UNICEF Australia join HP Australia, RFW to help bushfire communities battle COVID-19

by Freya Lucas

May 26, 2020

UNICEF Australia, Royal Far West (RFW) and HP Australia have united to help bushfire affected communities who find themselves in isolation as a result of the COVID-19 pandemic.

 

While the immediate danger of the fires may have passed, research into the impact of previous bushfires suggests that at 26 months post fire, 30 per cent of children experience “significant post fire distress” which can have a devastating long-term impact on a child’s emotional wellbeing, especially if they are not provided with the right support to process what they’ve been through in the days, weeks and months following a disaster.

 

Help and support is being provided by the trio via mental health services using RFW Telecare, as well as community visits when it is safe to do so. 

 

The delivery of these services has been made possible through UNICEF Australia thanks to a $1.2 million donation from Carnival Corporation Chairman, Micky Arison, through his family foundation. 

 

Further support has come from RFW’s technology partner, HP Australia, who has pledged to donate over $400,000 worth of essential technology to help New South Wales students and schools affected by bushfire get back on their feet.

 

The combination of COVID-19 and the summer of bushfires has “placed enormous pressure on children and young people in bushfire-affected areas”, and this work “will enable meaningful assistance which will not only help support the children and young people through this extremely difficult time, but their families and communities as well,” Tony Stuart, CEO of UNICEF Australia said. 

 

Over the next 18 months, mental health and psychosocial support will be rolled out across eight regions, covering 25 communities. The program will include group sessions to more than 500 children, and individualised child therapy to at least 50 children.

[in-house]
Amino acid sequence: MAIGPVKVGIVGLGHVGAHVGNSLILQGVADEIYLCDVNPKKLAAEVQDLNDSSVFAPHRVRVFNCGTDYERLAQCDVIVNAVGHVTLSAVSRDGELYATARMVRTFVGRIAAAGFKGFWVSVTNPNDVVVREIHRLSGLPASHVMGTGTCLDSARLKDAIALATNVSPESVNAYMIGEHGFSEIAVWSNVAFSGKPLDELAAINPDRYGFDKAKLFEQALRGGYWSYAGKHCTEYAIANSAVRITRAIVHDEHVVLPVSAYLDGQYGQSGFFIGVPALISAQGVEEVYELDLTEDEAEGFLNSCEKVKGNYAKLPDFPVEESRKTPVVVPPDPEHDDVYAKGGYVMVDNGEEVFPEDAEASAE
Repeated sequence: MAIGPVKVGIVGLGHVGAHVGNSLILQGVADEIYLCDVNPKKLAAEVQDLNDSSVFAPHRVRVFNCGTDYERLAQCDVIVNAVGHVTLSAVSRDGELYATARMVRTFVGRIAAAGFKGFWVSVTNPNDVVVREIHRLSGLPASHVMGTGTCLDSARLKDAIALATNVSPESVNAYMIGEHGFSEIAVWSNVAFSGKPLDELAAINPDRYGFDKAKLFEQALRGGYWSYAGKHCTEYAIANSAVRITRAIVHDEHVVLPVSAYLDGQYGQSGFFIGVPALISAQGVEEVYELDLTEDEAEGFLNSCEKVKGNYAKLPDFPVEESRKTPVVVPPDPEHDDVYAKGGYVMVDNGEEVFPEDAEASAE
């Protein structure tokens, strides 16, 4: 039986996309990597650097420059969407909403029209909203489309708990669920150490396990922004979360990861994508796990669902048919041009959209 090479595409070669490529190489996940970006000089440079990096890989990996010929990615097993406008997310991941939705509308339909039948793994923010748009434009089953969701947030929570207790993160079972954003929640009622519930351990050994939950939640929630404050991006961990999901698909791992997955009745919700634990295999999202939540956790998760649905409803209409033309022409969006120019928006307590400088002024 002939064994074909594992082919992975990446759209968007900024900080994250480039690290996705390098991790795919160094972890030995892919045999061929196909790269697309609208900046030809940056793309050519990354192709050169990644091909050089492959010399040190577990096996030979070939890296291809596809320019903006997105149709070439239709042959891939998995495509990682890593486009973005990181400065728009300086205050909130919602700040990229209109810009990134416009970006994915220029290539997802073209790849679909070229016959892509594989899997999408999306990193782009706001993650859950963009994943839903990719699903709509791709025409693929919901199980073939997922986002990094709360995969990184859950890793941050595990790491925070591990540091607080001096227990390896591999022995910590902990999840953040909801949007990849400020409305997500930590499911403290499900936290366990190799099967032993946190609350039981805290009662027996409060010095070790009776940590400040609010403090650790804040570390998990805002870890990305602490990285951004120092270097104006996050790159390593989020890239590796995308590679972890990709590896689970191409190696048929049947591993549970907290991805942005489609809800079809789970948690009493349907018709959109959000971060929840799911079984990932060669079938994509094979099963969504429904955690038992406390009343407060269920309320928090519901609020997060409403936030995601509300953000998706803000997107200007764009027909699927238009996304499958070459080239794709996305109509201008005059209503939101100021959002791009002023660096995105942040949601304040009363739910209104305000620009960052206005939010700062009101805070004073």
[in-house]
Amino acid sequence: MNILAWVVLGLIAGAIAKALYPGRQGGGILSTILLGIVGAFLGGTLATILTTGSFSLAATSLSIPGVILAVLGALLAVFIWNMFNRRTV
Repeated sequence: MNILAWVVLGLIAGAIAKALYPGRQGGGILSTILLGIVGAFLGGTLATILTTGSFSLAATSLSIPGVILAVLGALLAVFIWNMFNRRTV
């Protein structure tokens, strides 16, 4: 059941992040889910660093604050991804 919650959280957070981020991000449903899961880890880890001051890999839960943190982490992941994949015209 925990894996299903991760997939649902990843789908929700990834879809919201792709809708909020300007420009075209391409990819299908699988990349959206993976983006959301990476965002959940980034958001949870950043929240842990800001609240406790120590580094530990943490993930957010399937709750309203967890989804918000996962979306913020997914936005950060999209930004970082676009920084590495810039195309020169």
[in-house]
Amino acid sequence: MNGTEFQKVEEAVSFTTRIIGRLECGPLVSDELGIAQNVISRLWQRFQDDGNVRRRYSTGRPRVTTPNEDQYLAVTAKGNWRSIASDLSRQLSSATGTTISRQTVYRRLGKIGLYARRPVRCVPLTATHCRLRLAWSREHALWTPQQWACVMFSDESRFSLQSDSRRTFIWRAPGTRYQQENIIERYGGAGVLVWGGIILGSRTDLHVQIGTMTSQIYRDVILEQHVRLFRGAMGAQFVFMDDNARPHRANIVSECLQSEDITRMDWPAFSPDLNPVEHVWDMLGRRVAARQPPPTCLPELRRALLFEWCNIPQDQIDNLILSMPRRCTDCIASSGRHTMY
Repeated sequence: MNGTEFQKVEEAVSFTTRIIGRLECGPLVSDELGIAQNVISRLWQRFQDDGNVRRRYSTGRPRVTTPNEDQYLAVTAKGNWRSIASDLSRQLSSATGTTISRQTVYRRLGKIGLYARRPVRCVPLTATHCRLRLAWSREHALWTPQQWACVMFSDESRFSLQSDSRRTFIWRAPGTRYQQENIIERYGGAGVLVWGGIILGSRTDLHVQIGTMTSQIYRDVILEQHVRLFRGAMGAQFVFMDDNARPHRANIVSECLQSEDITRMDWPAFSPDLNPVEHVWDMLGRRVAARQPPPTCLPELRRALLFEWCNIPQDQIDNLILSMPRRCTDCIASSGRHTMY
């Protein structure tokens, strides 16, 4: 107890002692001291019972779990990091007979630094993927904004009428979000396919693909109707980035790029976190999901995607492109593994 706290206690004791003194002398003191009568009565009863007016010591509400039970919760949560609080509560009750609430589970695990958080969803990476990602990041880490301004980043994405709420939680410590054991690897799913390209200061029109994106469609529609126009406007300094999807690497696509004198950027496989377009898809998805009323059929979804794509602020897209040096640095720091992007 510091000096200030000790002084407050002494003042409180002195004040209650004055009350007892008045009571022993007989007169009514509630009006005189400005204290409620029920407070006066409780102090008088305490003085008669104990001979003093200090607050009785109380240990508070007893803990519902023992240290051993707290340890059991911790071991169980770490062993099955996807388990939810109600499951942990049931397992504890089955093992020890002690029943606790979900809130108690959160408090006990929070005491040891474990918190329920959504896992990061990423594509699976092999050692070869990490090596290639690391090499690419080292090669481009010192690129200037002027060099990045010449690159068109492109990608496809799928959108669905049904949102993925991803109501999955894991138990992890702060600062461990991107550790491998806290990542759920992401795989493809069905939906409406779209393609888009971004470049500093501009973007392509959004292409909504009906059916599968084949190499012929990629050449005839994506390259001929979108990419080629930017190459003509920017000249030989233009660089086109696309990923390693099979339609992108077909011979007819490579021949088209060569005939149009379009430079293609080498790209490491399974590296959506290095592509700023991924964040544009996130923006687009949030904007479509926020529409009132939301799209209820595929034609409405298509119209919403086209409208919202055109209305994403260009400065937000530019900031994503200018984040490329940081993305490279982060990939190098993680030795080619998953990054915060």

The program has been designed to equip children and young people with coping skills, problem solving, and decision-making tools, as well as knowledge to understand and manage the changes they experience as the result of a natural disaster.

 

Facilitating the continuation of the program, HP is donating over $400,000 worth of laptops, monitors and accessories to schools in bushfire affected regions. Consulting with education experts, HP has been able to identify those most in need of online learning tools, telehealth and other essential services.

 

The donations build on the HP Kids Fund, which was originally established to ensure that Australian children, regardless of their socioeconomic status “receive equal opportunity to flourish in a world increasingly driven by technology”, Director of Personal Systems at HP Australia and New Zealand Ken Maher said. 

 

“Now, in the wake of the recent bushfires, there are a lot of classrooms and children in our communities that are without access to essential learning tools,” he added. 

 

As well as mental health and technology support, the program will also entail support, education, and training for 1,600 parents, carers, educators, health professionals and community members to support them in building the resilience of their children. 

 

In-community visits will take place when it is safe to do so and will be delivered by a team of highly trained clinicians from RFW, with deep expertise across areas of trauma, family support, professional development, upskilling, community engagement and telehealth.

 

Lindsay Cane AM, CEO of Royal Far West said the COVID-19 pandemic had accelerated the transition from face-to-face to virtual therapy services, but that this acceleration was being led by “a highly skilled, dedicated team”.

 

“Together with our partners, we are here for the long haul to stand with these communities as they rebuild their resilience and hope,” Ms Cane said. 

 

This mental health program was developed following a comprehensive needs assessment undertaken by UNICEF Australia and RFW, in addition to extensive research on existing best practice models around trauma and natural disasters in Australia and overseas.

 

The regions supported by this program are from the following Local Government Areas:

  • Bega Valley Shire,
  • Eurobodalla Shire 
  • Glen Innes Severn Shire
  • Clarence Valley.

 

For more information about the program please visit the RFW website, here

PRINT